So too would a mass mobilization of the working class. Spontaneous demonstrations sprang up overnight. A “Solidarity” movement was quickly formed comprised of a trade-union and a community-group wing. However, the movement, although comprised of hundreds of thousands of workers, young people and unemployed was in fact controlled and funded by a handful of union leaders. Jack Munro became the lead spokesman for the private sector unions in the coalition. Munro was strongly opposed to any industrial action outside the confines of strict collective-bargaining boundaries. Indeed, in the 1970s he had clashed with pulp and paper workers who had launched secondary picket actions in workplaces organized by his own union.
As Bennett’s legislation was passed into law over the late summer and early autumn, a series of demonstrations were held. Tens of thousands of workers marched on the provincial legislature. Cabinet offices were occupied. A mass rally at Vancouver’s Empire Stadium was jammed by over 40,000 attendees. Up to 80,000 marched on the Social Credit Party convention in the largest demonstration in the province’s history. Tens of thousands more mobilized throughout the province in Prince George, Kamloops, Williams Lake and Prince Rupert.
By early November, firefighters had taken strike action. 40,000 government workers were about to enter their third week on strike. 160,000 other public sector workers were awaiting the call to join them. Tens of thousands of teachers were entering a second week on the picket lines. Provincial ferry service workers were poised to take all-out strike action that would have cut off Vancouver Island and the provincial capital, Victoria, from the mainland. Workers were raising the demand for a general strike.
One participant summed up the situation in the province. “There was a feeling throughout B.C. that something was happening, that everything was up for grabs. People stopped talking sports and what was on TV last night. It was heady stuff.”
The leaders of the unions were terrified. The movement was poised to get out of their control. Bennett was threatening back-to-work legislation backed by stiff penalties. As a “negotiating tactic” but with little actual commitment, the private sector unions had made dubious pledges that they would join the strike movement if the government did not back down. Bennett was about to call their bluff.
Dave Barrett, the leader of social-democratic NDP, made a show of opposing the Socreds’ volley of anti-working class legislation and had himself physically ejected from the legislative chamber by Bennett’s Sergeant-at-Arms. But the movement of the working class provoked an angry and frightened denunciation from Barrett, with the NDP leader declaring that any opposition that went beyond such impotent parliamentary protests and token demonstrations was impermissible. The burgeoning strike actions, proclaimed Barrett, were “illegal and a threat to democracy.”
For their part, the trade union officialdom made no criticism of the NDP. Indeed, as workers came into open conflict with the government they ceased to speak of “labor’s” ostensible party at all. This was because they wanted to make clear to the Social Credit government and the ruling class that they were in no way challenging Bennett’s “right to govern,” they merely wanted negotiations. No less than Barrett and the social-democratic politicians, the pro-capitalist union bureaucrats were adamantly opposed to the working class bringing down the Bennett government, because they recognized such action would have enormously strengthened the working class and objectively posed the need for a workers’ government. Similarly, pseudo-left groups in the orbit of the NDP, who had viewed the “general strike” not as a means to bring down the government but to pressure Bennett into a legislative climb-down began to prevaricate.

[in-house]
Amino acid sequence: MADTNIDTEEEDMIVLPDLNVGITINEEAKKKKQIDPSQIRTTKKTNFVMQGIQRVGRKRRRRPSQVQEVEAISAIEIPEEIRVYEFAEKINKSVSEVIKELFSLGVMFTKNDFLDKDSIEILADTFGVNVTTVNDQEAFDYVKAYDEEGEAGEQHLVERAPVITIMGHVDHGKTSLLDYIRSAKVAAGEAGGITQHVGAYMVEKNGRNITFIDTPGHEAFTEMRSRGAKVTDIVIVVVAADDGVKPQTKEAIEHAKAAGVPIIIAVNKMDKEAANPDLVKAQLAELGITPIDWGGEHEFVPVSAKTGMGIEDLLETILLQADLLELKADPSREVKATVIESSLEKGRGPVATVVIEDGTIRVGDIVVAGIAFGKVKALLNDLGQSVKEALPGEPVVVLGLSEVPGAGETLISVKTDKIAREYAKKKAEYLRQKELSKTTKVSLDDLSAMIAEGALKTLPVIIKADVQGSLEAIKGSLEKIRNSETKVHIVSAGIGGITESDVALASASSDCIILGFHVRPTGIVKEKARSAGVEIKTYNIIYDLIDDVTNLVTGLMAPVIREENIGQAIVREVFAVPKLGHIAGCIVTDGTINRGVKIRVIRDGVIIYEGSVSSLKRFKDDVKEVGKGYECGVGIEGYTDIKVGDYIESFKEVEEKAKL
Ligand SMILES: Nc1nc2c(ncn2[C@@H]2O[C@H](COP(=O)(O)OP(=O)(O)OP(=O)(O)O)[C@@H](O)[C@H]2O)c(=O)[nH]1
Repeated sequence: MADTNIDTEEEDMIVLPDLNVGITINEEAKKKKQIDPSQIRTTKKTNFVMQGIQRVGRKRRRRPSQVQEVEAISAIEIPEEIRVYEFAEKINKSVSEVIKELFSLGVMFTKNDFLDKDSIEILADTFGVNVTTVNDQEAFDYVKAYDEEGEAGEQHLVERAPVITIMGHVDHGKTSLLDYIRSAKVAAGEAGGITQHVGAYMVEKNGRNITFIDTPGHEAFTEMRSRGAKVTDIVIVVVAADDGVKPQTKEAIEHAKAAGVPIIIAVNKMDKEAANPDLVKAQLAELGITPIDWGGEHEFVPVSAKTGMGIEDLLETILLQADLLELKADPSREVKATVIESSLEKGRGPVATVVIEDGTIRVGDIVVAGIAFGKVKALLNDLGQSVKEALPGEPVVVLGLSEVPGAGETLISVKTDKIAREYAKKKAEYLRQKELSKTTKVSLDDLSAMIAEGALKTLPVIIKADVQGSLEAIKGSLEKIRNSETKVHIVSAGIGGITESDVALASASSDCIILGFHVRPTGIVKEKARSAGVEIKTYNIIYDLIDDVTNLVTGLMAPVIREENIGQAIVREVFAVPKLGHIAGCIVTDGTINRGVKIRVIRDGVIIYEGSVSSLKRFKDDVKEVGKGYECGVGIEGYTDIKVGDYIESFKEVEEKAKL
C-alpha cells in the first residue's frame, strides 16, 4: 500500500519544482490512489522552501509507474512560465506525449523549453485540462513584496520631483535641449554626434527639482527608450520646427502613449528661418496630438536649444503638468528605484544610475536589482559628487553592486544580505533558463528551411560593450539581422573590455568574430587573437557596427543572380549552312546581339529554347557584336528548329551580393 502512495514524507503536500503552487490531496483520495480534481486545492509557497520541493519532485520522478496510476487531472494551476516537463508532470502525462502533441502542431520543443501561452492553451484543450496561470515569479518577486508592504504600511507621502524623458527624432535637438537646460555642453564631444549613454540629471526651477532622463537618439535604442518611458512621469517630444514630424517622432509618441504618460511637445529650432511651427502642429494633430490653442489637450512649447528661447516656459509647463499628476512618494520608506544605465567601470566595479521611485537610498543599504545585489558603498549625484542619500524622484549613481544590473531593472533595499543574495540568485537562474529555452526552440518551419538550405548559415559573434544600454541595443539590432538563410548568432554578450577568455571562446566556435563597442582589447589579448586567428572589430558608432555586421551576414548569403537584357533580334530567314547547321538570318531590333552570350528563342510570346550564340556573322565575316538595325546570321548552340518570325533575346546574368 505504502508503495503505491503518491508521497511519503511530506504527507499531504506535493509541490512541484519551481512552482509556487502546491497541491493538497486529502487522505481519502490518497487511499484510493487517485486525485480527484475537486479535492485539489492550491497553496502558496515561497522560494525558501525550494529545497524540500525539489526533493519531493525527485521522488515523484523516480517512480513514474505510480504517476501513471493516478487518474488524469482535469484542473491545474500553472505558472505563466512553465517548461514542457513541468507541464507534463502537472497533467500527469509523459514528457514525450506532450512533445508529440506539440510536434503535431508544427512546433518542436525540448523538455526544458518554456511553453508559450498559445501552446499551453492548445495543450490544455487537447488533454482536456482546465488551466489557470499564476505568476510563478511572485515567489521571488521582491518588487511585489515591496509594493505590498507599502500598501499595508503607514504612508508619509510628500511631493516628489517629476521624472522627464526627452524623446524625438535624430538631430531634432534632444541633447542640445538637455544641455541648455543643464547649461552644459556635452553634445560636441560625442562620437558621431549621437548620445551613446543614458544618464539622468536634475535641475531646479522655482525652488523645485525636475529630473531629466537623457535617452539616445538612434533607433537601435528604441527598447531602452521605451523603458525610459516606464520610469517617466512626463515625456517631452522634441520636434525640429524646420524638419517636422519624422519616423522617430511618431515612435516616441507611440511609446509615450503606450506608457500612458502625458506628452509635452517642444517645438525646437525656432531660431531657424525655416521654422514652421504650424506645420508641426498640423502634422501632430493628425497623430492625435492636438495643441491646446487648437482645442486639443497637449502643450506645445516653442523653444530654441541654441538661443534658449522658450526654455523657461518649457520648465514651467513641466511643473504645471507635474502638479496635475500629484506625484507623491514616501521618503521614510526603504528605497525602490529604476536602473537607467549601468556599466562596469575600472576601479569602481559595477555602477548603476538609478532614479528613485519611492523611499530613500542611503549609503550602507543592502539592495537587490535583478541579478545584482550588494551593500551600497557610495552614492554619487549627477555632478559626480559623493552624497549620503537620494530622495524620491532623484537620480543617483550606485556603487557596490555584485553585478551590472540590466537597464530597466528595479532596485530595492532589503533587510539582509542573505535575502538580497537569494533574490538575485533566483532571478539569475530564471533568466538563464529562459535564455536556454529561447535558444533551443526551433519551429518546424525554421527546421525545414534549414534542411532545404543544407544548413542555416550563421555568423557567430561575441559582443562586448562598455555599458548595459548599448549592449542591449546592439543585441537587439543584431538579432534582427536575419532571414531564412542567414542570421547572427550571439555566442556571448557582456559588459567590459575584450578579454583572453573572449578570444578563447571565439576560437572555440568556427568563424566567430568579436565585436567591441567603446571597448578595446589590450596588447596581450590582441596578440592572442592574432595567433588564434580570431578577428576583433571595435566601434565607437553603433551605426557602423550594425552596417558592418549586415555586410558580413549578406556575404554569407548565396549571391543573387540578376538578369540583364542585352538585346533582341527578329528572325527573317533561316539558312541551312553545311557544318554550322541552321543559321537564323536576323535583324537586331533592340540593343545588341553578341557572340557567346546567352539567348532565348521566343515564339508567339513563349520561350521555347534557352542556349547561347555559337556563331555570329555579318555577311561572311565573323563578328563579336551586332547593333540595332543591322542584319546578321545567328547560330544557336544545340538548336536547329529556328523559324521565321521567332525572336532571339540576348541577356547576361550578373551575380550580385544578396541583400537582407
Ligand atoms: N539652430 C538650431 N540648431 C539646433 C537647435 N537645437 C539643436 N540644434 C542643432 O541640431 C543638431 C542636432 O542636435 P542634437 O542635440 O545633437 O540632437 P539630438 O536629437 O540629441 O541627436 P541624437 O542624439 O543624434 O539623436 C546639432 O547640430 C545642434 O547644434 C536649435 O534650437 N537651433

It was under these conditions that Munro initiated secret talks with the government and over the course of more than a week worked with Bennett and his top advisors, and his fellow union bureaucrats to isolate the public sector workers and torpedo the strike movement.
On November 13th, the B.C. Federation of Labour withdrew their demand for the repeal of Bennett’s legislation. In return for the signing of a new collective agreement with the government workers’ union that withdrew the threat of firings, the labour bureaucracy moved to scuttle the mobilization against the entire legislative program. They received full backing in this decision from the Stalinist Communist Party of Canada, which, at that time, had a not insignificant presence amongst the union officialdom, including controlling the leadership of the United Fishermen and Allied Workers Union. The Stalinists would later join the other labour bureaucrats in asserting that the abject sell-out that was being prepared was in fact a “victory” for the working class.
That same night the B.C. Federation of Labour quietly dispatched Jack Munro on a government jet to the Premier’s Kelowna estate to work out a final “accommodation.”
Munro had been chosen for the job because it was believed that no union leader, other than the iron-fisted IWA president, could withstand the wrath of their own membership for the planned surrender. After all, he had already squelched opposition to a new IWA contract prepared earlier that same year that had imposed a significant cut in the real wages of his members. By midnight a verbal “agreement” had been struck between Munro and Bennett. The insurgency in the streets would be ended and picket lines shut down in return for Bennett’s vague promise for future “consultations”–consultations that never materialized. This betrayal emboldened the Socred government to press forward with the assault on the working class, beginning the next year with further legislation attacking the right to strike.
Such was the stuff of the “legendary” Jack Munro.